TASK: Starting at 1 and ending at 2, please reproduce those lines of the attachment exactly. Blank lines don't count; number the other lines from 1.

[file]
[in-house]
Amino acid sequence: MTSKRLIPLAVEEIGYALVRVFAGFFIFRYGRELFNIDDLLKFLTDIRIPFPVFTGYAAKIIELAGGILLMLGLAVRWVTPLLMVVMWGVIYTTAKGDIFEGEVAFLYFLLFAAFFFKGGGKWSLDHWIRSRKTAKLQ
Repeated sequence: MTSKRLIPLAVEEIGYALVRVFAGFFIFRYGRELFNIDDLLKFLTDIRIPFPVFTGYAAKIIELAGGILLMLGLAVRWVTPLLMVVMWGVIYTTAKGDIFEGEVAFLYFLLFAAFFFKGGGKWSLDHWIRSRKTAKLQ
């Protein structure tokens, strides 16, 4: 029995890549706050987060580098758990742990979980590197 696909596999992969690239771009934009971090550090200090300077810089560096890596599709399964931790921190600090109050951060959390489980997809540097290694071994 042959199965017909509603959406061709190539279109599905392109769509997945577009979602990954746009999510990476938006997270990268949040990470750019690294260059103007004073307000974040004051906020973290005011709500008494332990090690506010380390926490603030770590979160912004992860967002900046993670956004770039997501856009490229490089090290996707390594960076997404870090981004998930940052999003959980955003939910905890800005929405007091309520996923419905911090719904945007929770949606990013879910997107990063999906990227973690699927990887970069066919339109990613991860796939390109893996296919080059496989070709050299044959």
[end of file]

[in-house]
Amino acid sequence: MTSKRLIPLAVEEIGYALVRVFAGFFIFRYGRELFNIDDLLKFLTDIRIPFPVFTGYAAKIIELAGGILLMLGLAVRWVTPLLMVVMWGVIYTTAKGDIFEGEVAFLYFLLFAAFFFKGGGKWSLDHWIRSRKTAKLQ